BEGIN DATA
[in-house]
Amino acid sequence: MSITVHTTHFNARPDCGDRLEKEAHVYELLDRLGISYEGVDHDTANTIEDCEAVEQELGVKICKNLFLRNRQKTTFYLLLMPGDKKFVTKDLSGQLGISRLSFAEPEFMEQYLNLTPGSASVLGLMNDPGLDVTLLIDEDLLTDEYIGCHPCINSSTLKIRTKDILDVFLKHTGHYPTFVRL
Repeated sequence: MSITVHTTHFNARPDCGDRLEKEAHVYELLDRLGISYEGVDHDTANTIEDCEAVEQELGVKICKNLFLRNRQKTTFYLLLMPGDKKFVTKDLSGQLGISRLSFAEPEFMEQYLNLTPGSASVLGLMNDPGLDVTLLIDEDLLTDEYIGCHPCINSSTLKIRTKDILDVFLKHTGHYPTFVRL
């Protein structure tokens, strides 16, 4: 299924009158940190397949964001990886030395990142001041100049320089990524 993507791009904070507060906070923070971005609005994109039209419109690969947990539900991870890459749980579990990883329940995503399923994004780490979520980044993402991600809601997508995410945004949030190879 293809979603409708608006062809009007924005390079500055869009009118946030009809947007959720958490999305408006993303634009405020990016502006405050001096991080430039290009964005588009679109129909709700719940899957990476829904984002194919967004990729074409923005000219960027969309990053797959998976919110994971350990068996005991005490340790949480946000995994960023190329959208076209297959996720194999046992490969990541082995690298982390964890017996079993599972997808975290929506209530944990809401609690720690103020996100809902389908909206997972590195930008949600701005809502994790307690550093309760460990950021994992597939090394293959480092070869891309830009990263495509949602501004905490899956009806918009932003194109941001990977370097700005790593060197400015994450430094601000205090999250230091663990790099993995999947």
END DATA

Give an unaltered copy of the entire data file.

[in-house]
Amino acid sequence: MSITVHTTHFNARPDCGDRLEKEAHVYELLDRLGISYEGVDHDTANTIEDCEAVEQELGVKICKNLFLRNRQKTTFYLLLMPGDKKFVTKDLSGQLGISRLSFAEPEFMEQYLNLTPGSASVLGLMNDPGLDVTLLIDEDLLTDEYIGCHPCINSSTLKIRTKDILDVFLKHTGHYPTFVRL
Repeated sequence: MSITVHTTHFNARPDCGDRLEKEAHVYELLDRLGISYEGVDHDTANTIEDCEAVEQELGVKICKNLFLRNRQKTTFYLLLMPGDKKFVTKDLSGQLGISRLSFAEPEFMEQYLNLTPGSASVLGLMNDPGLDVTLLIDEDLLTDEYIGCHPCINSSTLKIRTKDILDVFLKHTGHYPTFVRL
């Protein structure tokens, strides 16, 4: 299924009158940190397949964001990886030395990142001041100049320089990524 993507791009904070507060906070923070971005609005994109039209419109690969947990539900991870890459749980579990990883329940995503399923994004780490979520980044993402991600809601997508995410945004949030190879 293809979603409708608006062809009007924005390079500055869009009118946030009809947007959720958490999305408006993303634009405020990016502006405050001096991080430039290009964005588009679109129909709700719940899957990476829904984002194919967004990729074409923005000219960027969309990053797959998976919110994971350990068996005991005490340790949480946000995994960023190329959208076209297959996720194999046992490969990541082995690298982390964890017996079993599972997808975290929506209530944990809401609690720690103020996100809902389908909206997972590195930008949600701005809502994790307690550093309760460990950021994992597939090394293959480092070869891309830009990263495509949602501004905490899956009806918009932003194109941001990977370097700005790593060197400015994450430094601000205090999250230091663990790099993995999947």